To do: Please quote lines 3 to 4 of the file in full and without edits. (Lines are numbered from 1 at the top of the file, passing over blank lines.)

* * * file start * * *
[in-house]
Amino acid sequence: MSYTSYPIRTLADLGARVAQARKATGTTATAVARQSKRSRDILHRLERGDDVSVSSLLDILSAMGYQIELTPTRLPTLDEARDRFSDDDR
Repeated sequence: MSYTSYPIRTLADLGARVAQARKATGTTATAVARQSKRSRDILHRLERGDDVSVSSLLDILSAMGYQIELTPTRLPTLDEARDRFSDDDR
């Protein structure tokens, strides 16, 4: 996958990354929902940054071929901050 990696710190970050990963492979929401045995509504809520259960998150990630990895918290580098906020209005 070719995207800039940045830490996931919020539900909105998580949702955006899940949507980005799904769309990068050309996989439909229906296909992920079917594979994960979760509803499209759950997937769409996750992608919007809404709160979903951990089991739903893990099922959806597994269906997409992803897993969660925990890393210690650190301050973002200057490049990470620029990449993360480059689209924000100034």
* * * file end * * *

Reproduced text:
Repeated sequence: MSYTSYPIRTLADLGARVAQARKATGTTATAVARQSKRSRDILHRLERGDDVSVSSLLDILSAMGYQIELTPTRLPTLDEARDRFSDDDR
């Protein structure tokens, strides 16, 4: 996958990354929902940054071929901050 990696710190970050990963492979929401045995509504809520259960998150990630990895918290580098906020209005 070719995207800039940045830490996931919020539900909105998580949702955006899940949507980005799904769309990068050309996989439909229906296909992920079917594979994960979760509803499209759950997937769409996750992608919007809404709160979903951990089991739903893990099922959806597994269906997409992803897993969660925990890393210690650190301050973002200057490049990470620029990449993360480059689209924000100034």